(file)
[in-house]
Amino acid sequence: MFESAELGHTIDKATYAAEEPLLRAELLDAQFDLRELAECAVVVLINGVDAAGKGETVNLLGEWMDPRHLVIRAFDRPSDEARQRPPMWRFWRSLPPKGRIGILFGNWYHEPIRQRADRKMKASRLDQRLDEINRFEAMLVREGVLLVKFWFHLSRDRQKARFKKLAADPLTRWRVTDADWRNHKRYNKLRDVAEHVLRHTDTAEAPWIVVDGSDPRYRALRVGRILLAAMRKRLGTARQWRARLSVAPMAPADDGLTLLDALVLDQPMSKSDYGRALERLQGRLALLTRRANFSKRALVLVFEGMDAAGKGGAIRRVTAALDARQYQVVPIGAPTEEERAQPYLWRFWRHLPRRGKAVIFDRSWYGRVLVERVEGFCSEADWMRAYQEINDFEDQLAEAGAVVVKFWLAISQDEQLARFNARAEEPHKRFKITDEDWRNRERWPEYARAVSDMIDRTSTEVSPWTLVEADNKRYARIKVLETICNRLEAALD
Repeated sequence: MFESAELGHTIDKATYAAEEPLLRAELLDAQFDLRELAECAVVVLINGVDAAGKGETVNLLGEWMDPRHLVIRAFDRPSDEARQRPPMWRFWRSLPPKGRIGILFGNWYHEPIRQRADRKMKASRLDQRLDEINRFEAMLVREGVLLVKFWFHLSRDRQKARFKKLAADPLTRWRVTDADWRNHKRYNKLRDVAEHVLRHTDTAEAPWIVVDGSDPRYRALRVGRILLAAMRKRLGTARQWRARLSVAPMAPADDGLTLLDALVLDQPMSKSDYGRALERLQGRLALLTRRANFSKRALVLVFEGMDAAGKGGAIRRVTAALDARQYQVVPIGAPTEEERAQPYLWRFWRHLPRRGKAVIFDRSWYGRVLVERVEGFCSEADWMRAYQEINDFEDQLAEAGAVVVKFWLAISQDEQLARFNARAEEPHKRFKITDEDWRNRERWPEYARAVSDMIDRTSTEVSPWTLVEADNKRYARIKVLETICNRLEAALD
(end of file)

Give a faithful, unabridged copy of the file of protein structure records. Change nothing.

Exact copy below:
[in-house]
Amino acid sequence: MFESAELGHTIDKATYAAEEPLLRAELLDAQFDLRELAECAVVVLINGVDAAGKGETVNLLGEWMDPRHLVIRAFDRPSDEARQRPPMWRFWRSLPPKGRIGILFGNWYHEPIRQRADRKMKASRLDQRLDEINRFEAMLVREGVLLVKFWFHLSRDRQKARFKKLAADPLTRWRVTDADWRNHKRYNKLRDVAEHVLRHTDTAEAPWIVVDGSDPRYRALRVGRILLAAMRKRLGTARQWRARLSVAPMAPADDGLTLLDALVLDQPMSKSDYGRALERLQGRLALLTRRANFSKRALVLVFEGMDAAGKGGAIRRVTAALDARQYQVVPIGAPTEEERAQPYLWRFWRHLPRRGKAVIFDRSWYGRVLVERVEGFCSEADWMRAYQEINDFEDQLAEAGAVVVKFWLAISQDEQLARFNARAEEPHKRFKITDEDWRNRERWPEYARAVSDMIDRTSTEVSPWTLVEADNKRYARIKVLETICNRLEAALD
Repeated sequence: MFESAELGHTIDKATYAAEEPLLRAELLDAQFDLRELAECAVVVLINGVDAAGKGETVNLLGEWMDPRHLVIRAFDRPSDEARQRPPMWRFWRSLPPKGRIGILFGNWYHEPIRQRADRKMKASRLDQRLDEINRFEAMLVREGVLLVKFWFHLSRDRQKARFKKLAADPLTRWRVTDADWRNHKRYNKLRDVAEHVLRHTDTAEAPWIVVDGSDPRYRALRVGRILLAAMRKRLGTARQWRARLSVAPMAPADDGLTLLDALVLDQPMSKSDYGRALERLQGRLALLTRRANFSKRALVLVFEGMDAAGKGGAIRRVTAALDARQYQVVPIGAPTEEERAQPYLWRFWRHLPRRGKAVIFDRSWYGRVLVERVEGFCSEADWMRAYQEINDFEDQLAEAGAVVVKFWLAISQDEQLARFNARAEEPHKRFKITDEDWRNRERWPEYARAVSDMIDRTSTEVSPWTLVEADNKRYARIKVLETICNRLEAALD